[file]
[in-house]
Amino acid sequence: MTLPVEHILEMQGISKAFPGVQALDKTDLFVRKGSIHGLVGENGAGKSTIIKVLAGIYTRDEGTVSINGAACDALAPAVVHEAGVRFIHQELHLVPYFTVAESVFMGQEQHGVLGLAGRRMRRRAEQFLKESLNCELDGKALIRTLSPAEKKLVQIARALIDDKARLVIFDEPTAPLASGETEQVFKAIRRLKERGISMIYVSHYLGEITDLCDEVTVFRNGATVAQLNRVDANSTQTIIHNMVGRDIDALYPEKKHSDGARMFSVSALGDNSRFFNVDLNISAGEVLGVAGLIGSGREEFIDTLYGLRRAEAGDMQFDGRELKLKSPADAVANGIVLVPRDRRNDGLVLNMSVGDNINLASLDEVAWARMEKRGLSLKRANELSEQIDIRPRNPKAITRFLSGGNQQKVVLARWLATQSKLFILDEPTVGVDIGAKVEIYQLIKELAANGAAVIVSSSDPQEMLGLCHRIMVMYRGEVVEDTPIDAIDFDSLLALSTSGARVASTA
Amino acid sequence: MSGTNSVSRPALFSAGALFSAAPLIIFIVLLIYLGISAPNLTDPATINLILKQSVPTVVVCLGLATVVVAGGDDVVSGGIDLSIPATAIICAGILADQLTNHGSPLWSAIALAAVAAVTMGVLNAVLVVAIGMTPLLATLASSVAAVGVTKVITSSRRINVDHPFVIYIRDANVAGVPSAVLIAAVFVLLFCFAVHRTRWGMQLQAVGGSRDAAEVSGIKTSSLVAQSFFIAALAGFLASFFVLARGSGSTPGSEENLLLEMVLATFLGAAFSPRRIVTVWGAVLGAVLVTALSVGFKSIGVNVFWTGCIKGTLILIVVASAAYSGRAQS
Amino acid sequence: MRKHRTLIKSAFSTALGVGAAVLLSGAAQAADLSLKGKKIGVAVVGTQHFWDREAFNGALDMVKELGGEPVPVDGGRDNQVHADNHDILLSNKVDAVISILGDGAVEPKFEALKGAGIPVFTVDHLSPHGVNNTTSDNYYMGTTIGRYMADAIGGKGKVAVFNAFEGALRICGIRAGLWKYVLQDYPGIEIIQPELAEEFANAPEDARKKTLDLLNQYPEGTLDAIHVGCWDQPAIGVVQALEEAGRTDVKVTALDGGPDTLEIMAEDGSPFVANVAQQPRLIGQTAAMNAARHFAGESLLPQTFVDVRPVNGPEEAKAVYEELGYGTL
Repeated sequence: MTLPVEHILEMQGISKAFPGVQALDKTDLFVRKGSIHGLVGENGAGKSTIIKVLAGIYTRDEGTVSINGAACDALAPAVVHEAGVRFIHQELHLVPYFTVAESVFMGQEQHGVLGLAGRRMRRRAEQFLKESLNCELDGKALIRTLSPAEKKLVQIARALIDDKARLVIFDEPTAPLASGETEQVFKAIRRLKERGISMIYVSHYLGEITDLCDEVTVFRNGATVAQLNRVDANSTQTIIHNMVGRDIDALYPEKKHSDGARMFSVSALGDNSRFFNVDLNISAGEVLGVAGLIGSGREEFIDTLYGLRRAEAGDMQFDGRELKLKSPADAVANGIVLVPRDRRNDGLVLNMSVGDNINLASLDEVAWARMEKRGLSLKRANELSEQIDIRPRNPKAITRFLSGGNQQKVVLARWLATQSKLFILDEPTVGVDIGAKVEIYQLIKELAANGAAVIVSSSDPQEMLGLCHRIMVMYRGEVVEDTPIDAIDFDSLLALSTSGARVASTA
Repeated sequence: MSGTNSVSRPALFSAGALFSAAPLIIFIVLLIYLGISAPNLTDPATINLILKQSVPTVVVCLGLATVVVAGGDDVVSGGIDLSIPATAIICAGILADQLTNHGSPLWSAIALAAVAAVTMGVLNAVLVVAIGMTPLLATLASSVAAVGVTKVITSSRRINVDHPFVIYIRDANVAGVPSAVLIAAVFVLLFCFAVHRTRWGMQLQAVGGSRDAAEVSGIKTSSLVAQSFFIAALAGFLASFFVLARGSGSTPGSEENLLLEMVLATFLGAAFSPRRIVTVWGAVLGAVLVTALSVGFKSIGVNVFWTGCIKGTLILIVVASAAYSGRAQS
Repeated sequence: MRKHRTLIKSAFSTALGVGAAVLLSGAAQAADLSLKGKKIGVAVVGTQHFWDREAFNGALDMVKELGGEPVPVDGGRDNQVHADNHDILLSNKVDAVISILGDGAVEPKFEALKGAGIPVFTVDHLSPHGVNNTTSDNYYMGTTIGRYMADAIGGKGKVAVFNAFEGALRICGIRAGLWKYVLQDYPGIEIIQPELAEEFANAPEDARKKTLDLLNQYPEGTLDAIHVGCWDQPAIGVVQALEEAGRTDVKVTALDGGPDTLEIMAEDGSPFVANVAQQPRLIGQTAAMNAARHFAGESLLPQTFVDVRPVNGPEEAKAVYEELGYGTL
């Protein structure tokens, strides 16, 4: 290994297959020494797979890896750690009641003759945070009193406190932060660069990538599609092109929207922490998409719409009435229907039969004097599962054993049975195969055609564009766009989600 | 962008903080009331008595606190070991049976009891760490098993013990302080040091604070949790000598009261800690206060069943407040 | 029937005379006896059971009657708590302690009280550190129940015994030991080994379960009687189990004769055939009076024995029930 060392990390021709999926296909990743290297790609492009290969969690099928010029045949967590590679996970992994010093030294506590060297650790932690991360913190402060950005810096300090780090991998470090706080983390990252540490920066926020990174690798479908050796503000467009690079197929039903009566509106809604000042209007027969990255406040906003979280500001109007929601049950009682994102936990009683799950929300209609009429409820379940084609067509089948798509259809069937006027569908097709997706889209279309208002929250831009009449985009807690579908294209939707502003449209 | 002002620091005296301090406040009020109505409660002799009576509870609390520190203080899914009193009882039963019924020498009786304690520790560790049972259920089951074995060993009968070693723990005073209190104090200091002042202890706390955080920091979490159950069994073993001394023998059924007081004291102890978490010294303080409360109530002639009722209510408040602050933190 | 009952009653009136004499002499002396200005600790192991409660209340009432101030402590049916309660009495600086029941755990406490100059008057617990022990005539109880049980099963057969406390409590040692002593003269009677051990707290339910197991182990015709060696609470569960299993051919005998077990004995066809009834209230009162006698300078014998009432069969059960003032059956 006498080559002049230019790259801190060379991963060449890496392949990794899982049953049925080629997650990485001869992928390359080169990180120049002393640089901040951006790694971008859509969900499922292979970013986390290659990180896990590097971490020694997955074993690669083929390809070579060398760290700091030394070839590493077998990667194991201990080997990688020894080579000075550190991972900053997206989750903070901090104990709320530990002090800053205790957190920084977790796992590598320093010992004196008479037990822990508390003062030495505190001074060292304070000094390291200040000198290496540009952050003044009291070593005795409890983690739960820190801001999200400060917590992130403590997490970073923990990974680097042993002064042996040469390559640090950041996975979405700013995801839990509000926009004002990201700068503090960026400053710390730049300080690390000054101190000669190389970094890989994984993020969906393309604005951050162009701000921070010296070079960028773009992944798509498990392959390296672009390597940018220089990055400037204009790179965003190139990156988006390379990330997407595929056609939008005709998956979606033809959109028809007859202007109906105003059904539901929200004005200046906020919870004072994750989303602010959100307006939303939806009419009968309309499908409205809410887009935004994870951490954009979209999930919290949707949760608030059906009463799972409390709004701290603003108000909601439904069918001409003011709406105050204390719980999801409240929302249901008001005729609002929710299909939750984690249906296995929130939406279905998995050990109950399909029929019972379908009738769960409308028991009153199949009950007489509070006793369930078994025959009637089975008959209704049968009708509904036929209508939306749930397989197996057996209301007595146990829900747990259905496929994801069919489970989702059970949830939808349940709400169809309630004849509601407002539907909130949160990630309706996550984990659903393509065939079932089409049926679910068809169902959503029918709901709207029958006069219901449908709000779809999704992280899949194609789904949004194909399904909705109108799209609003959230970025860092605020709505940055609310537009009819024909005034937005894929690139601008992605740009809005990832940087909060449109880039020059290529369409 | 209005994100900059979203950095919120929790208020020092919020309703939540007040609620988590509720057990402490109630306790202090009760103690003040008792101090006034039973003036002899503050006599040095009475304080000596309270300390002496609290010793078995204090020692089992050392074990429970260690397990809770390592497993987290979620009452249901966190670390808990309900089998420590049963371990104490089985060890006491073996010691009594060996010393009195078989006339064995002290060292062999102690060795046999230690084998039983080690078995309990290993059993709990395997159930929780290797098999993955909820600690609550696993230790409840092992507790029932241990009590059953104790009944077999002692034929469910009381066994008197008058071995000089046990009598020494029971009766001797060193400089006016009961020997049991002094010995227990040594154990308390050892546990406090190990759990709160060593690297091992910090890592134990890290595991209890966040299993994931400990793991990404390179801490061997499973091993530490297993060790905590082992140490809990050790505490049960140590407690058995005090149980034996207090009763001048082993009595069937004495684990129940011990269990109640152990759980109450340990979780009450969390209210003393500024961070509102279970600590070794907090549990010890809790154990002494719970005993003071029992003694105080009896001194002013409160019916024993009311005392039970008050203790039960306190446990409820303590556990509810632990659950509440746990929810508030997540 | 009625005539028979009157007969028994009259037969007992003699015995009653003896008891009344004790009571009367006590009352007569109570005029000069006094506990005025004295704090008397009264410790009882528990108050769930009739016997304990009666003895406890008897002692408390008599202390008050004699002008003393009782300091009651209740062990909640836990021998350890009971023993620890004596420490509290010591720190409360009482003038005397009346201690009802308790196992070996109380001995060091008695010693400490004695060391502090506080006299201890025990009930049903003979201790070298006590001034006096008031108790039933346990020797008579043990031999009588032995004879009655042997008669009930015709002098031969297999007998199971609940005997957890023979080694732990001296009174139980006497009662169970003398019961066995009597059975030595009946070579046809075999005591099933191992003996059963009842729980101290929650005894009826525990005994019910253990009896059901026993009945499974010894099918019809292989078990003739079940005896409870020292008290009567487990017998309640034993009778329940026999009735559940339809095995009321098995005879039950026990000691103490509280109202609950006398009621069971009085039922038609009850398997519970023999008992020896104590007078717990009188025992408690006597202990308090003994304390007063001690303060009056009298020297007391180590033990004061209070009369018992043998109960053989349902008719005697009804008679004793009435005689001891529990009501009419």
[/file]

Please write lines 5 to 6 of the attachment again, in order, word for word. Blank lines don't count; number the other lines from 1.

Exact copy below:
Repeated sequence: MTLPVEHILEMQGISKAFPGVQALDKTDLFVRKGSIHGLVGENGAGKSTIIKVLAGIYTRDEGTVSINGAACDALAPAVVHEAGVRFIHQELHLVPYFTVAESVFMGQEQHGVLGLAGRRMRRRAEQFLKESLNCELDGKALIRTLSPAEKKLVQIARALIDDKARLVIFDEPTAPLASGETEQVFKAIRRLKERGISMIYVSHYLGEITDLCDEVTVFRNGATVAQLNRVDANSTQTIIHNMVGRDIDALYPEKKHSDGARMFSVSALGDNSRFFNVDLNISAGEVLGVAGLIGSGREEFIDTLYGLRRAEAGDMQFDGRELKLKSPADAVANGIVLVPRDRRNDGLVLNMSVGDNINLASLDEVAWARMEKRGLSLKRANELSEQIDIRPRNPKAITRFLSGGNQQKVVLARWLATQSKLFILDEPTVGVDIGAKVEIYQLIKELAANGAAVIVSSSDPQEMLGLCHRIMVMYRGEVVEDTPIDAIDFDSLLALSTSGARVASTA
Repeated sequence: MSGTNSVSRPALFSAGALFSAAPLIIFIVLLIYLGISAPNLTDPATINLILKQSVPTVVVCLGLATVVVAGGDDVVSGGIDLSIPATAIICAGILADQLTNHGSPLWSAIALAAVAAVTMGVLNAVLVVAIGMTPLLATLASSVAAVGVTKVITSSRRINVDHPFVIYIRDANVAGVPSAVLIAAVFVLLFCFAVHRTRWGMQLQAVGGSRDAAEVSGIKTSSLVAQSFFIAALAGFLASFFVLARGSGSTPGSEENLLLEMVLATFLGAAFSPRRIVTVWGAVLGAVLVTALSVGFKSIGVNVFWTGCIKGTLILIVVASAAYSGRAQS